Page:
The lower MSS ratio was due to reduced D&A expense as a result of significant impairments of fixed and intangible assets recorded in fiscal 2012, as well as a reduction in capital expenditures in fiscal 2013. The lower BSS ratio was due to the fiscal 2012 adverse revenue adjustment of $204 million associated with the NHS contract, as well due to lower depreciation expense due to certain data center assets associated with the NHS contract coming to the end of their useful lives.

Fiscal 2012

D&A as a percentage of revenue increased to 7.5% for fiscal 2012 from 6.9% for fiscal 2011. The increase in the fiscal 2012 ratio was driven by all three segments. The BSS ratio increased due to higher amortization expense associated with the acquired iSOFT intangible and tangible assets. The higher MSS ratio is due to higher capital expenditure on outsourcing contracts. The higher NPS ratio is due to higher fixed asset purchases on certain of its contracts, as well as amortization of acquired intangible assets from fiscal 2012 and 2011 acquisitions.

Restructuring Costs

During fiscal 2013, the Company continued its efforts to reduce its staffing and facility costs and engaged in additional restructuring actions that were first commenced in the fourth quarter of fiscal 2012. The fiscal 2013 actions (the "Fiscal 2013 Plan") related primarily to reducing headcount in order to align resources to support business needs, including assessment of management span of control and layers, and further increase the use of lower cost off-shore resources. In contrast, the fiscal 2012 restructuring efforts (the "Fiscal 2012 Plan") were designed primarily to address excess capacity issues and alignment of workforce with current business needs, primarily in Europe.

Total restructuring costs recorded during fiscal 2013 and 2012 were $264 million and $140 million, respectively. There were no restructuring costs for fiscal 2011. The amounts recorded in fiscal 2013 and 2012 included $22 million and $20 million, respectively, of pension benefit augmentations that were due to certain employees in accordance with legal or contractual obligations and which will be paid out over several years as part of normal pension distributions.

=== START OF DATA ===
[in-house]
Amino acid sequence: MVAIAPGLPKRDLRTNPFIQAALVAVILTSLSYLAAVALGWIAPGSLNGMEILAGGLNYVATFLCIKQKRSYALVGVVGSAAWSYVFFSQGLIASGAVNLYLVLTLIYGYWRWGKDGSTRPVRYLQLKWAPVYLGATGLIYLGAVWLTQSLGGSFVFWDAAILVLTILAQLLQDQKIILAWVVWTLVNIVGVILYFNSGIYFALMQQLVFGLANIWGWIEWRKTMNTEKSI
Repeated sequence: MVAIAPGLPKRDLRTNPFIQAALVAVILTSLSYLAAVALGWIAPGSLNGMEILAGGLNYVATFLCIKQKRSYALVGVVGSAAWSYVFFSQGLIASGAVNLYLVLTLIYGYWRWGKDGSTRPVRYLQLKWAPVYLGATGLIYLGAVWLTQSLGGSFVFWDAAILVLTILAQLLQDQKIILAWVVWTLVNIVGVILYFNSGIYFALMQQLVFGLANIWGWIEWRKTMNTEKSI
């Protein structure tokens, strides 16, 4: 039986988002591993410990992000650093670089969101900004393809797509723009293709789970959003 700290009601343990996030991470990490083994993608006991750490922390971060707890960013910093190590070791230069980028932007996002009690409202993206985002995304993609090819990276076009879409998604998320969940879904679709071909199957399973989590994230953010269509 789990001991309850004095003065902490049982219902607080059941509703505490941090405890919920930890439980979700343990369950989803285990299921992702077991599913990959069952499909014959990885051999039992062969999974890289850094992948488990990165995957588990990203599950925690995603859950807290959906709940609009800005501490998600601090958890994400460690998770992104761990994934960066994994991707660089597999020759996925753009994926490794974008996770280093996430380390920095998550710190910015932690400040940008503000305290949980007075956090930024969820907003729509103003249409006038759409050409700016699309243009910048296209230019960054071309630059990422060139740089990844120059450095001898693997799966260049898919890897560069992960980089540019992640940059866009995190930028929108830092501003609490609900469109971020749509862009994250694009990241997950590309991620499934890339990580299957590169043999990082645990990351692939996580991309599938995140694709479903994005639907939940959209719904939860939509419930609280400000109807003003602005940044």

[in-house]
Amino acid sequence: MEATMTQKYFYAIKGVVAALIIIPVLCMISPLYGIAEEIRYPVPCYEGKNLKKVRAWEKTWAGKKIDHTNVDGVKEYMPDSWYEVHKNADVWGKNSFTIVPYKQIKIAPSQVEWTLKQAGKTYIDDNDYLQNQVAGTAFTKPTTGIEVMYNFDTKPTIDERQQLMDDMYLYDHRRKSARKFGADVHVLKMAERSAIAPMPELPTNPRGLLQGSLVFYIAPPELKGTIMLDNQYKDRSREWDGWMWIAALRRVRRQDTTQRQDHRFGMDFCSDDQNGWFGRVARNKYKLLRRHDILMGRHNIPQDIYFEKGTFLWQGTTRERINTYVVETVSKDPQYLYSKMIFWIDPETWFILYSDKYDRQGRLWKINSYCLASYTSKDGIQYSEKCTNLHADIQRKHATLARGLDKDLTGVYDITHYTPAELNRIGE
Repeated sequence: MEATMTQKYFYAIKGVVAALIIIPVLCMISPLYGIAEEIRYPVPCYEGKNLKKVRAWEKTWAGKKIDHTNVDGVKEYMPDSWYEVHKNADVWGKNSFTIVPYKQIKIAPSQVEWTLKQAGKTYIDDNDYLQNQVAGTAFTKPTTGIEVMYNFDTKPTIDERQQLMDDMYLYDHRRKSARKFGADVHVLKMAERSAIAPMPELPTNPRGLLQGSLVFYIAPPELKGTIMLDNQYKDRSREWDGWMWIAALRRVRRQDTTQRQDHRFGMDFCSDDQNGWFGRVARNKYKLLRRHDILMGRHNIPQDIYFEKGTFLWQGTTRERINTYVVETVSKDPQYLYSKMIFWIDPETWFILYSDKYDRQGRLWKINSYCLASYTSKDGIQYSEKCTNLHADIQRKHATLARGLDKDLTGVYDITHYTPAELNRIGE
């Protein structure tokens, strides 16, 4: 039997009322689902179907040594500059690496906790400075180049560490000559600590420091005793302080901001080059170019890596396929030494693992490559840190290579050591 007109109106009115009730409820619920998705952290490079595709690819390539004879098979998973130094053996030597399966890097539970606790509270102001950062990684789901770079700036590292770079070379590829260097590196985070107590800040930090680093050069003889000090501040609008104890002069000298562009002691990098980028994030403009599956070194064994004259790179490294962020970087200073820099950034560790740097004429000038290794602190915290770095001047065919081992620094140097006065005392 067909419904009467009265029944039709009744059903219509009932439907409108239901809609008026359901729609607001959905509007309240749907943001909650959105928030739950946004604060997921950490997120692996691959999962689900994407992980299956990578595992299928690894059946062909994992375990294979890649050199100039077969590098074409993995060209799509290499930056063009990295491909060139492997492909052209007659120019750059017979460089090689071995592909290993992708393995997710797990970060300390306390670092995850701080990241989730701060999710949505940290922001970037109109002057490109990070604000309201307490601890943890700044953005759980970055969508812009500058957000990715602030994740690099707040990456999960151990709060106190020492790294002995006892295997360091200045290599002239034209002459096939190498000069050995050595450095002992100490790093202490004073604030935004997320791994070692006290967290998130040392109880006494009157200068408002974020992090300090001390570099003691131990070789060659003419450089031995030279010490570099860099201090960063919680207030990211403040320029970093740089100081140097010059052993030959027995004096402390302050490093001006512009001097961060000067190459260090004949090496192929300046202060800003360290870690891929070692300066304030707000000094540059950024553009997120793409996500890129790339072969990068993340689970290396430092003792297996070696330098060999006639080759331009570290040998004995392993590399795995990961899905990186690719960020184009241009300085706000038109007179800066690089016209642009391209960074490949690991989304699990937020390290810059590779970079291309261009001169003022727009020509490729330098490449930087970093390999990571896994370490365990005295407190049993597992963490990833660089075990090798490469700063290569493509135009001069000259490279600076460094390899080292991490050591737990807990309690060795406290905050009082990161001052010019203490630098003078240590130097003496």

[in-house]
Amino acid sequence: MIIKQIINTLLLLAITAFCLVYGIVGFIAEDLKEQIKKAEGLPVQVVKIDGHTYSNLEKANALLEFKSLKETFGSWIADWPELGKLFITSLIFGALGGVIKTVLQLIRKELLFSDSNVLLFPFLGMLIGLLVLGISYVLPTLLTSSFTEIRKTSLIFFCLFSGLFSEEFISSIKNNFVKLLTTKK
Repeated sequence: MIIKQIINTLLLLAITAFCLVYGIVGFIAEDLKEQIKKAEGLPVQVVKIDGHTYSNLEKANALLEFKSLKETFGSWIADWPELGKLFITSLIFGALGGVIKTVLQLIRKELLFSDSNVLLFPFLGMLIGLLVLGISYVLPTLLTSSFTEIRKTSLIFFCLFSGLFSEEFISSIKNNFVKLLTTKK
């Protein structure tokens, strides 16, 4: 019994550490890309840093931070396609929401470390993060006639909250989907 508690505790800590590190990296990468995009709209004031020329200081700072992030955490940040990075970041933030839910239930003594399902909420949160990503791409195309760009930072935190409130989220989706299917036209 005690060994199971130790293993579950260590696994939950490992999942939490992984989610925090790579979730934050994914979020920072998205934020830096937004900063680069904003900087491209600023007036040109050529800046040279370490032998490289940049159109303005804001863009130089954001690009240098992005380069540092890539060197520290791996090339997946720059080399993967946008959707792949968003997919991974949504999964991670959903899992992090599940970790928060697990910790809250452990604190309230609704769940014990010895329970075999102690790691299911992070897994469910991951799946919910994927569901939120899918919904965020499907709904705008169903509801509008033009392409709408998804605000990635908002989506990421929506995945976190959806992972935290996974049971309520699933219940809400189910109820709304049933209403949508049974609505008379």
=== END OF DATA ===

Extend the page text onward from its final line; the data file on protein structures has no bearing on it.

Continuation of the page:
The total fiscal 2013 restructuring costs of $264 million comprised $233 million under the Fiscal 2013 Plan and $31 million under the Fiscal 2012 Plan, as compared to total fiscal 2012 restructuring costs of $140 million.

Of the total restructuring expense recorded for fiscal 2013 of $264 million, $13 million related to NPS, $190 million to MSS, $39 million to BSS, and $22 million to Corporate.

Income from Discontinued Operations

During fiscal 2013, CSC completed the divestiture of three businesses within its BSS segment, reflecting the Company's ongoing service portfolio optimization initiative to focus on next-generation technology services. These divestitures have been presented separately as discontinued operations in the Consolidated Statement of Operations and the prior years have been recast to reflect the divestitures.

The fiscal 2013 income from discontinued operations, net of taxes was $464 million, and included $47 million of net income from the operations of the divestitures and $417 million of gain on disposition, net of taxes from sale of the businesses.The fiscal 2012 income from discontinued operations, net of taxes was $145 million, and included $1 million gain on disposition, net of taxes (see Note 3 to the Consolidated Financial Statements).

During fiscal 2011, CSC completed the divestiture of two businesses within its NPS segment whose ultimate customer was the U.S. federal government. These divestitures resulted in total pre-tax gains of $59 million (after-tax gains of approximately $28 million).


34


Interest Expense and Interest Income

Fiscal 2013

Interest expense of $183 million in fiscal 2013 increased $8 million compared to fiscal 2012. The higher interest expense was primarily due to the loss of $19 million associated with the early redemption of the 5.50% and 5.00% Senior Notes due 2013, partially offset by lower interest expense associated with the issuances of new Senior Notes (see Note 11 of the Consolidated Financial Statements). Interest income decreased $16 million to $22 million in fiscal 2013 primarily due to reduced average cash balances outside the U.S., primarily in India, where both the rate of interest and average cash balances are typically higher than other non-U.S. jurisdictions.